Kumagawa noted in his letter home: “Two men were left behind in England in hospital — Gohachi Shibata and Usaku Shibuta.”
Card from Usaku Shibuta’s military file
Shibuta was finally sent back to Canada aboard the SS Letitia on July 21, 1917. The Vancouver Daily World reported his arrival:
Pte. W. [sic] Shibuta is one of the many Japanese soldiers who have fought side by side with the Canadians in France. He resides at 240 Alexander street, but enlisted with the 13th Battalion at Medicine Hat, being later attached to the Princess Pats. He was in France [sic] fighting for nine months and was finally taken sick and sent home as a convalescent.
240 Alexander St. was in Vancouver’s Japantown and was the address given by other Japanese-Canadian soldiers at enlistment.
It may have been related to the Canadian-Japanese Association, as a note in Shibuta’s file indicated the association would be his address upon his discharge — which finally occurred on July 8, 1918 after he was declared medically unfit for further service.
Although Shibuta’s file is 110 pages, it is vague on when he was admitted to the Balfour sanitarium, which opened in January 1917 in a former CPR hotel. It appears, however, to have been around that November. He survived another 13 months.
In We Went to War, fellow soldier Toranosuke Danjo recalled:
Usaku Shibuta, after a long illness, died on Dec. 26, 1917 [sic]. Shibuta, Sato, and I were like brothers. Just before his death, he called for us, but Sato, because of his wounds, was unable to go to his bed. Shibuta said “Danjo, I am going to die. This is the end. Would you be kind enough to write my last testament.” When I finished reading it back to him, he smiled and chuckled.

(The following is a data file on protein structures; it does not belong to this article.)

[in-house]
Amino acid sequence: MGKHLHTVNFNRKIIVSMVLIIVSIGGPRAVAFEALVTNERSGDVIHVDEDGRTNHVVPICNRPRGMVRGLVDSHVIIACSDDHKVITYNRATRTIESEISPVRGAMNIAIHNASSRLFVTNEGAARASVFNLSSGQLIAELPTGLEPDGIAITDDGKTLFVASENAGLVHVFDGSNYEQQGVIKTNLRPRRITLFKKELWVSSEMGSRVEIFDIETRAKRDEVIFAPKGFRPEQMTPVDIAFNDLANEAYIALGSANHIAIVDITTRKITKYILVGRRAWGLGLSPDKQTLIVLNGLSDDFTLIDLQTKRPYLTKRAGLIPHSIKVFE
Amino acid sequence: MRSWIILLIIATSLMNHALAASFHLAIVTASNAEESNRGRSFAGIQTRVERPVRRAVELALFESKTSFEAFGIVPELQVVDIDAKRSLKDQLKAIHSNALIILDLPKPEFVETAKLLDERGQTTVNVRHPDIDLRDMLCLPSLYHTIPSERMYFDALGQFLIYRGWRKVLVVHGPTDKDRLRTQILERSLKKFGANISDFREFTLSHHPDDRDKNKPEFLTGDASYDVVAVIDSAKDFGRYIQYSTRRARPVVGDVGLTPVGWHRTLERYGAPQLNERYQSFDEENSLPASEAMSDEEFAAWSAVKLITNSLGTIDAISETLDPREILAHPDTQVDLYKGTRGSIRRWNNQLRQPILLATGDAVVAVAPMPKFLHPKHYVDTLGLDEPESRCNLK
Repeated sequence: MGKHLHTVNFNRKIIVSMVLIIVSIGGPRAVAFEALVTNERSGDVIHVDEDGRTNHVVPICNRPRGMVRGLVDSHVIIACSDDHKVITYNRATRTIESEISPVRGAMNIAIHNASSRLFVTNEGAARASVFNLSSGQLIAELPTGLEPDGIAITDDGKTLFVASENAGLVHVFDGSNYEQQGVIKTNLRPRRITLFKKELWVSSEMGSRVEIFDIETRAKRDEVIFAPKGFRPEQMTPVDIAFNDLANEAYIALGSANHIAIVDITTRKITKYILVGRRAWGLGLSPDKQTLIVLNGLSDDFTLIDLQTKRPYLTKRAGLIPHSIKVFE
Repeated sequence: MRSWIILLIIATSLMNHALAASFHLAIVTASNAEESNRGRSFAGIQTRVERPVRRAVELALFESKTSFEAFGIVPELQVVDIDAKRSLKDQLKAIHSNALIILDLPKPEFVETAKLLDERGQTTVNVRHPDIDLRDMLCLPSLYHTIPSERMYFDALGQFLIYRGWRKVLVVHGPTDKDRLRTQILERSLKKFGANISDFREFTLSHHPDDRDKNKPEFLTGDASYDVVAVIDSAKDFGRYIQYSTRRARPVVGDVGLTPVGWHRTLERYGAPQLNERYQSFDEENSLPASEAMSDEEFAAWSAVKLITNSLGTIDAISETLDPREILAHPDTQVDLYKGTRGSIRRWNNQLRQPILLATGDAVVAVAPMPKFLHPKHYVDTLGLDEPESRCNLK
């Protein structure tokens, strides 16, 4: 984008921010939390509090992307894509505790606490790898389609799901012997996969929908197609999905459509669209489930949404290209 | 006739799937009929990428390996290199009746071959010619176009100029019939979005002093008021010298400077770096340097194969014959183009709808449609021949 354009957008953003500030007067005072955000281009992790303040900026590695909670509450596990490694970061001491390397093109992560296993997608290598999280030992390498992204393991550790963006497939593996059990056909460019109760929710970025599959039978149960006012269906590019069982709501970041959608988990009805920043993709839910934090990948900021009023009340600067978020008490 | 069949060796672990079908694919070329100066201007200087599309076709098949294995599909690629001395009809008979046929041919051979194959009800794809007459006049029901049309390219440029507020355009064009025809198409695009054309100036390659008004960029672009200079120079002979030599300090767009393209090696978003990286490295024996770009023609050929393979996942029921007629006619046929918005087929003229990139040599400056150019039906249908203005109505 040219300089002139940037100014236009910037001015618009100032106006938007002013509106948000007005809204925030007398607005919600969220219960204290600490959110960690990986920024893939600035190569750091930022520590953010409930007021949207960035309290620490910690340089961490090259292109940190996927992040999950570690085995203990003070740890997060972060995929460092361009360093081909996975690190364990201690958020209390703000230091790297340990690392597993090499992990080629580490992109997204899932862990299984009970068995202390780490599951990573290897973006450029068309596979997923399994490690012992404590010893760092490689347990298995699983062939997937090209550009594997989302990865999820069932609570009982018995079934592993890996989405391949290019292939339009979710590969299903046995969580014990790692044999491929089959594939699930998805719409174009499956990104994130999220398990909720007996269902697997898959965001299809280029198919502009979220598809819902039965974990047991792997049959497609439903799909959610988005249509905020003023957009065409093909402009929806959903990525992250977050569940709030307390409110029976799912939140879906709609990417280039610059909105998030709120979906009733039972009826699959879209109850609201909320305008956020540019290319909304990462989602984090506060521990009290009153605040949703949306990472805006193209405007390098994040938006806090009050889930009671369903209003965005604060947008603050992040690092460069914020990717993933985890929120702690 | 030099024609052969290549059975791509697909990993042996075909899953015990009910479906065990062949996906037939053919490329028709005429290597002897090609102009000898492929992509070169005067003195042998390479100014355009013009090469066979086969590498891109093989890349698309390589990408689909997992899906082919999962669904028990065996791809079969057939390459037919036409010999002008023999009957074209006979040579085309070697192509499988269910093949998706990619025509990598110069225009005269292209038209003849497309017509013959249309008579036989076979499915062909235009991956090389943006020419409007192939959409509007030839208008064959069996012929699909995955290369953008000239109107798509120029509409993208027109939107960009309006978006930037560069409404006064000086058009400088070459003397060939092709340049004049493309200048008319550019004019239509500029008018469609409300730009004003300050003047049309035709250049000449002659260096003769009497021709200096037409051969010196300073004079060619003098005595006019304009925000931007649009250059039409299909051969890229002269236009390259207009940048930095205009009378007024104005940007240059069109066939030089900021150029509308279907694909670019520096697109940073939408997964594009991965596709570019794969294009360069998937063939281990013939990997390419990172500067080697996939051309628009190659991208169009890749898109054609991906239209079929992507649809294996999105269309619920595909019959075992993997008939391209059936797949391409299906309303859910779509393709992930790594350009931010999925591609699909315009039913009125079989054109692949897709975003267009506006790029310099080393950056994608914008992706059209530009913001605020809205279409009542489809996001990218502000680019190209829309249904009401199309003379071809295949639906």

This reveals Shibuta was not the only Japanese-Canadian soldier at Balfour — although he was the only one to die there. But Danjo was mistaken on the date; elsewhere the book incorrectly gives it as Dec. 26, 1918. In fact, Shibuta died on Jan. 26, 1919 — one of three soldiers who passed away at the Balfour sanitarium that week. They were buried with military honours side-by-side in the soldiers plot of the Nelson cemetery. Shibuta’s pall bearers were fellow soldiers Pascoe, Dee, Holmes, and Capt. Shaw of Balfour. Flowers for his grave came from the Great War Veterans Association and its auxiliary, and the patients of the sanitarium.
While Shibuta indicated he was a widower when he enlisted, elsewhere in his file, his wife Tomo was listed as a dependent. In reporting Shibuta’s death, the Nelson Daily News of Jan. 29, 1919 shed some light on the subject: